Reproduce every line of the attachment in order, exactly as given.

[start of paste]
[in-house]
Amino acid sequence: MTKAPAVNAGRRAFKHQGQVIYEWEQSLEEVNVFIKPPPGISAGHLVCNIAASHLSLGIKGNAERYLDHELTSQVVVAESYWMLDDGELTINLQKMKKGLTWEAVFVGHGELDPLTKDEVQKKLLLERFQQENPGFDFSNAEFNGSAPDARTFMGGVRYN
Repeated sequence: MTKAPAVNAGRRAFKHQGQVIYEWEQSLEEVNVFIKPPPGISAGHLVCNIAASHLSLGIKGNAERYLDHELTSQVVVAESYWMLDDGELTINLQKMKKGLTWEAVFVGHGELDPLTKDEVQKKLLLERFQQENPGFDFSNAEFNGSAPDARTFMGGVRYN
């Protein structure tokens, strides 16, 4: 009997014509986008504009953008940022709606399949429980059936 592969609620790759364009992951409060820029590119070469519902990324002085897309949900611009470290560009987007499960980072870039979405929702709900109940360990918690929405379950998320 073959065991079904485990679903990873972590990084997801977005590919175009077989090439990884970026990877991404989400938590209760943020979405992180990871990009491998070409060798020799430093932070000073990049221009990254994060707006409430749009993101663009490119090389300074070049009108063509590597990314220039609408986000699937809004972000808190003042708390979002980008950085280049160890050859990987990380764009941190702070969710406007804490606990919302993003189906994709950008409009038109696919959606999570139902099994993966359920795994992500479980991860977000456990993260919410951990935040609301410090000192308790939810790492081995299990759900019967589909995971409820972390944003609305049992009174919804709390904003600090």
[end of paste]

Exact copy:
[in-house]
Amino acid sequence: MTKAPAVNAGRRAFKHQGQVIYEWEQSLEEVNVFIKPPPGISAGHLVCNIAASHLSLGIKGNAERYLDHELTSQVVVAESYWMLDDGELTINLQKMKKGLTWEAVFVGHGELDPLTKDEVQKKLLLERFQQENPGFDFSNAEFNGSAPDARTFMGGVRYN
Repeated sequence: MTKAPAVNAGRRAFKHQGQVIYEWEQSLEEVNVFIKPPPGISAGHLVCNIAASHLSLGIKGNAERYLDHELTSQVVVAESYWMLDDGELTINLQKMKKGLTWEAVFVGHGELDPLTKDEVQKKLLLERFQQENPGFDFSNAEFNGSAPDARTFMGGVRYN
């Protein structure tokens, strides 16, 4: 009997014509986008504009953008940022709606399949429980059936 592969609620790759364009992951409060820029590119070469519902990324002085897309949900611009470290560009987007499960980072870039979405929702709900109940360990918690929405379950998320 073959065991079904485990679903990873972590990084997801977005590919175009077989090439990884970026990877991404989400938590209760943020979405992180990871990009491998070409060798020799430093932070000073990049221009990254994060707006409430749009993101663009490119090389300074070049009108063509590597990314220039609408986000699937809004972000808190003042708390979002980008950085280049160890050859990987990380764009941190702070969710406007804490606990919302993003189906994709950008409009038109696919959606999570139902099994993966359920795994992500479980991860977000456990993260919410951990935040609301410090000192308790939810790492081995299990759900019967589909995971409820972390944003609305049992009174919804709390904003600090």